Like many before me I dabbled in drug smuggling, which seems ideally suited to unimaginative slackers. A brief, and ill-fated, career began in Izmir, a Turkish city on the Mediterranean. My traveling companion and I secured a kilogram of hashish, neatly wrapped in transparent wax paper and ready to travel. We were on our way back into Greece.

Drug buys tend to be anxiety-ridden events, especially when they involve strangers; being in a foreign country just made it that much worse. So we were naturally relieved after the exchange was complete to be on our way back up the coast. Giddy with the elation of “getting away with it” we purchased a bottle of unbelievably nasty wine from a roadside vendor. Our route to Athens was a winding road that hugged the seashore and offered spectacular views as it did.

The two of us relished our gangster lifestyle, smoking hash, drinking wine, and enjoying the scenery. It got dark and we discussed pulling over for a while but, with signature manic intensity, I insisted on going until we were back in Athens where I believed we would be safer. We continued, my buddy drifted off to sleep and I struggled to keep my eyelids from drooping. Black night, black sea, no sound or lights to poke me awake, only the waving pair of parallel white lines.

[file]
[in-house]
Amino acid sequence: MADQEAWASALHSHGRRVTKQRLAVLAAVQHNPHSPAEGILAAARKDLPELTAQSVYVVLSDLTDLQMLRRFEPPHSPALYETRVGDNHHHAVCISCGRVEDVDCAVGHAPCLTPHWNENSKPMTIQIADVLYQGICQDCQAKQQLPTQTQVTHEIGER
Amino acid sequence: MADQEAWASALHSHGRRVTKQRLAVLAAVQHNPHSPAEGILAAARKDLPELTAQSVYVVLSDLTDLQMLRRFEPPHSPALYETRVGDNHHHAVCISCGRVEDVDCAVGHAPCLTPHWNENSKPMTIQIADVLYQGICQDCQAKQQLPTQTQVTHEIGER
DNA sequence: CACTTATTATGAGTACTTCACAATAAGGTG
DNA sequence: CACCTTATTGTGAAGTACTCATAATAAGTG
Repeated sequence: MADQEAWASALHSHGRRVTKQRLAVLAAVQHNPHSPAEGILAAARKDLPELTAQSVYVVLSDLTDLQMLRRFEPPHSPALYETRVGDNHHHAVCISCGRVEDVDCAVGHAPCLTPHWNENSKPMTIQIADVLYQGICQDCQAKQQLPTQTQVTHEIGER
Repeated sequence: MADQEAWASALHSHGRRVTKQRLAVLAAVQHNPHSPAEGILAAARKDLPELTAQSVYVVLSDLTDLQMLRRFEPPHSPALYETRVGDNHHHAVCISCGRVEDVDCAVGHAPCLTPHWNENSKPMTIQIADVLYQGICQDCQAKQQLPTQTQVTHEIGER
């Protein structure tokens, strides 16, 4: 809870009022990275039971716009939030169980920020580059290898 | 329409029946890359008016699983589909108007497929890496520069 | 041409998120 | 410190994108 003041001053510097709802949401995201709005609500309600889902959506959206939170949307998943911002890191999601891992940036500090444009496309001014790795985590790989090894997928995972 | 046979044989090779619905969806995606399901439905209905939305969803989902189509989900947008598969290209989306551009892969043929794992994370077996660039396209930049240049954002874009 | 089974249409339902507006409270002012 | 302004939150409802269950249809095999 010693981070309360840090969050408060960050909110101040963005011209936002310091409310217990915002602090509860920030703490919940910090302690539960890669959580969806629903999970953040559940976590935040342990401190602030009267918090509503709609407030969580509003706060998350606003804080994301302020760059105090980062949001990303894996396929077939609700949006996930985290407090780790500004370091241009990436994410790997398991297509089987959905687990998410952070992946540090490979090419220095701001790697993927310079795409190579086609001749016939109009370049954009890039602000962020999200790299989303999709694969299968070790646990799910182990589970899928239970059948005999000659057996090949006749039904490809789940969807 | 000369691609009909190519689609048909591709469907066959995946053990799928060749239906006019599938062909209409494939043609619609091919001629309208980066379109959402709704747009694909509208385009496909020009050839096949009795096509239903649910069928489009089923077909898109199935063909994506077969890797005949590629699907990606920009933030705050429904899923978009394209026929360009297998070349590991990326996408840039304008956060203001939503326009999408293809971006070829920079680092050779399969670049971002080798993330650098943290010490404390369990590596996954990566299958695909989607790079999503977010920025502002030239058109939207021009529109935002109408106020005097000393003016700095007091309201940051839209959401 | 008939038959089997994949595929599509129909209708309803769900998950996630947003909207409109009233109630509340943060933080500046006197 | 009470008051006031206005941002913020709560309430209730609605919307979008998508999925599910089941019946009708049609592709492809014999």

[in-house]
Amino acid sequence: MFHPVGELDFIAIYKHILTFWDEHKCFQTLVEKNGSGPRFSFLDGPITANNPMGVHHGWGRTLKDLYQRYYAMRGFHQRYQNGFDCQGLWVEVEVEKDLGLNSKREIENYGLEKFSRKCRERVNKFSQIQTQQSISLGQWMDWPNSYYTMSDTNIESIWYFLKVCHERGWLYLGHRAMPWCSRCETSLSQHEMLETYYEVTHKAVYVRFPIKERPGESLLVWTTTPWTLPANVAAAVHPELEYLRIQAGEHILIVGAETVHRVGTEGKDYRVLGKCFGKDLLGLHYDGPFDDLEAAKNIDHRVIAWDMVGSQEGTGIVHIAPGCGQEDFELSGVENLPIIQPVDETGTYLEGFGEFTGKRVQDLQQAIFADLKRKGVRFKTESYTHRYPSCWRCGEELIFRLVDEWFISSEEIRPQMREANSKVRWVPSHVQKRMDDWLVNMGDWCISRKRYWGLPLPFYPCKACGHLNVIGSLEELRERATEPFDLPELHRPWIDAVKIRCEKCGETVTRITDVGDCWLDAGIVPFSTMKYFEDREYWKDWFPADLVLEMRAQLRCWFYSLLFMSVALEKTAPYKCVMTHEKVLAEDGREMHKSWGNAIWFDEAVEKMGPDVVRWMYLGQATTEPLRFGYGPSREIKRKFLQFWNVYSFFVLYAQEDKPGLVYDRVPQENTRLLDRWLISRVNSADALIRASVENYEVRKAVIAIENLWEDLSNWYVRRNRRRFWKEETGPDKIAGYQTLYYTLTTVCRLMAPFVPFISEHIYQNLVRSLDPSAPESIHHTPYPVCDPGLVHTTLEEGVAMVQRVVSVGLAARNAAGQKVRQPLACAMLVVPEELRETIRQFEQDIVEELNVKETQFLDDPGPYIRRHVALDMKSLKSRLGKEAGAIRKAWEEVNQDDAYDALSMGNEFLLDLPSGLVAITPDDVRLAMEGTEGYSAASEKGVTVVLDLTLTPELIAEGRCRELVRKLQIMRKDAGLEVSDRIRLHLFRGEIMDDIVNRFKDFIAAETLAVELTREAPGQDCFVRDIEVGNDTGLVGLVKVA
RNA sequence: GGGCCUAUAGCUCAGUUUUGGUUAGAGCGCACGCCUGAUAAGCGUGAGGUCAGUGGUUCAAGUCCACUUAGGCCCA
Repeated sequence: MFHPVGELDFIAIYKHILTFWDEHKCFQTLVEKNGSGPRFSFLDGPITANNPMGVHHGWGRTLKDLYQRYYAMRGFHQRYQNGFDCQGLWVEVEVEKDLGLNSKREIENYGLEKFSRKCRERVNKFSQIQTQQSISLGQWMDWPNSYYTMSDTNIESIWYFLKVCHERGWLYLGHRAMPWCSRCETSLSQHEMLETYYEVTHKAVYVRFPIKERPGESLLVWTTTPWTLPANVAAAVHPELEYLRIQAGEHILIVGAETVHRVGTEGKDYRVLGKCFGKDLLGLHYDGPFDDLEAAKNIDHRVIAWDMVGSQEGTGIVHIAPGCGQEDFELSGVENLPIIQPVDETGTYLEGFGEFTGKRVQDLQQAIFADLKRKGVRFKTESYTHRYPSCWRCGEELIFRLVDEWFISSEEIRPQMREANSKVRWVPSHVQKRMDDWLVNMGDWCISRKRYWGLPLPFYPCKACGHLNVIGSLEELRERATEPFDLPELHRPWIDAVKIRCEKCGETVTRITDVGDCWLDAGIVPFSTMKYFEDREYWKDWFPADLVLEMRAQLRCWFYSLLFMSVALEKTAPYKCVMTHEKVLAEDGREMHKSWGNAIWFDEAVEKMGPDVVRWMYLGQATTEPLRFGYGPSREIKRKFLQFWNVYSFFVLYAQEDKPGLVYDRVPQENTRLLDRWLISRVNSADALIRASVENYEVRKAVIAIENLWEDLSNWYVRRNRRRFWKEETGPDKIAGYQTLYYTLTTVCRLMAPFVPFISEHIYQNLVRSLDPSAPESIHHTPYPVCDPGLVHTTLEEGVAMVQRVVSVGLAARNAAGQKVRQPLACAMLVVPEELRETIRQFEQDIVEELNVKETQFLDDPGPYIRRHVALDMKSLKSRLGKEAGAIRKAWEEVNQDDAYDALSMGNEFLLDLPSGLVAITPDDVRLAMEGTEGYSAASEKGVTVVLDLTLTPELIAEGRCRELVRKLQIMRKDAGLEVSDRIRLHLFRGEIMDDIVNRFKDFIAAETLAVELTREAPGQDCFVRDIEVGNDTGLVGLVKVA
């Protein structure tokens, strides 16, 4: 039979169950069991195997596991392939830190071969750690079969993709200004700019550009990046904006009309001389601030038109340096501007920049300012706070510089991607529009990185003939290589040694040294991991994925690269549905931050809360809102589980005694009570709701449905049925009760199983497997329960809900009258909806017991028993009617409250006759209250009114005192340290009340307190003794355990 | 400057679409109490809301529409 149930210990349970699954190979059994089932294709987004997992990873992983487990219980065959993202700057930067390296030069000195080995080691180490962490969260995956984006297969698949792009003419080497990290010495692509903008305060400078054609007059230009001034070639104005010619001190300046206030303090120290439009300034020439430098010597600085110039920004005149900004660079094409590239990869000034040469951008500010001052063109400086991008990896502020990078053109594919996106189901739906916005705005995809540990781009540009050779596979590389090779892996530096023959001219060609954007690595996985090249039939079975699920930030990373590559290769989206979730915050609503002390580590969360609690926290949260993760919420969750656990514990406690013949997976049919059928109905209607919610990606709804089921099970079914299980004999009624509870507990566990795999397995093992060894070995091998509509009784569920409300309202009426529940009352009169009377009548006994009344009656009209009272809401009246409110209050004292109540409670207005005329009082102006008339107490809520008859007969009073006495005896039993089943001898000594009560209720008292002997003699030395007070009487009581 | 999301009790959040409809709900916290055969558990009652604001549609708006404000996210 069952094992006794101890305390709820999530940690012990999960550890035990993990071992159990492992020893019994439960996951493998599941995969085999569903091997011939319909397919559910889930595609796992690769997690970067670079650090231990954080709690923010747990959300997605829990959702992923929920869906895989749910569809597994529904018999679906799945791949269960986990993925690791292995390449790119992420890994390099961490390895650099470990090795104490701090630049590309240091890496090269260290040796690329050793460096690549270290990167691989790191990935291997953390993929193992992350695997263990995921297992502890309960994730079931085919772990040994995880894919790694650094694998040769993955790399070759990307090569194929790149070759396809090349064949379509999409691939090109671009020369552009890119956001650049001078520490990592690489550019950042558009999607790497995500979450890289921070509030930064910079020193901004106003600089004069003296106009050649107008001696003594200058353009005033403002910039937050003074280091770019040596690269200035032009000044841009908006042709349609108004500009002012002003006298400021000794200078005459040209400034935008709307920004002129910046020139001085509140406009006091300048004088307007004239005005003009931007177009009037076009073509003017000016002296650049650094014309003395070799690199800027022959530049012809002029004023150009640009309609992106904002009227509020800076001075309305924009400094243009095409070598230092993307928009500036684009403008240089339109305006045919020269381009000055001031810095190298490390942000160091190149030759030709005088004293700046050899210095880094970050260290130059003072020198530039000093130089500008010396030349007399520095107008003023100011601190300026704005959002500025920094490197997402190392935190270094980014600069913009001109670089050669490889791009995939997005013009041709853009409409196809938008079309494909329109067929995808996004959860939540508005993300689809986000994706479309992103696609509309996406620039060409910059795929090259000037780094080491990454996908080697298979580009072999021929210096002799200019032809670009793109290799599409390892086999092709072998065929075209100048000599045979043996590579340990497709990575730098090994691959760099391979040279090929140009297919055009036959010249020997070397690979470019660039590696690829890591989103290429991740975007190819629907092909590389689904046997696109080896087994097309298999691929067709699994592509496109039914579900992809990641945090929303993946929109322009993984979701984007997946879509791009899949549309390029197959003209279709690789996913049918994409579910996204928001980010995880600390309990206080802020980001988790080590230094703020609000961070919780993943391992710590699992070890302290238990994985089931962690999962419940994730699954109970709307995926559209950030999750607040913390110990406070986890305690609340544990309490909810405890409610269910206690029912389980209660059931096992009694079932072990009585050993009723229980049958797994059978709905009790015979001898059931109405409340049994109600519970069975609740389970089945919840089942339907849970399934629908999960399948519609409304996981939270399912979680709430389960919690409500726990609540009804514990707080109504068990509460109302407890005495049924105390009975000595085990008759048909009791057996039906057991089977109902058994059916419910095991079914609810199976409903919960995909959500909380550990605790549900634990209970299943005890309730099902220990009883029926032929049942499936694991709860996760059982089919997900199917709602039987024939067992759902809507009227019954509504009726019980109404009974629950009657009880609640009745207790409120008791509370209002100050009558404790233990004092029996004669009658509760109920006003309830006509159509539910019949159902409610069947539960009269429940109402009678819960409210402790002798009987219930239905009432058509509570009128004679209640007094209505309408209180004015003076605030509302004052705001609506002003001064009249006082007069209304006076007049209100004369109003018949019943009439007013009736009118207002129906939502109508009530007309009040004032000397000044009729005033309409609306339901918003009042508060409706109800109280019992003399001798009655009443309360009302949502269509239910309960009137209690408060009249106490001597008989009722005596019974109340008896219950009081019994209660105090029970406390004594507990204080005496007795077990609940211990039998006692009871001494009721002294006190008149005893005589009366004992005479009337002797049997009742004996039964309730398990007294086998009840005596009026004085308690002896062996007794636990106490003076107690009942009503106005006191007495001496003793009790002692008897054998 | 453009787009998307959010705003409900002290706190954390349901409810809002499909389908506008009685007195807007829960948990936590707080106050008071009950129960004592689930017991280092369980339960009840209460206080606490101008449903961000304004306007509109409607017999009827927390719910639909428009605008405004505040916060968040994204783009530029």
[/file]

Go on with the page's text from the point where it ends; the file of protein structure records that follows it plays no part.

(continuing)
Blubadubablubadubadub. The car was at rest in the furrows of a plowed field. We checked to see if it still moved and it did. We checked ourselves for cuts and broken bones; there were none. And so, we finally went to sleep properly, it seemed like the thing to do.

The next morning I surveyed the scene properly. We were only a few feet off the road. On the other side of the road was a long, sheer drop to the sea, certainly 70 feet. I looked at the waves slapping against the stony beach and realized – this was only the toss of a coin. My stomach tightened like a fist, I fell to my knees right in the middle of the road and kissed the pavement.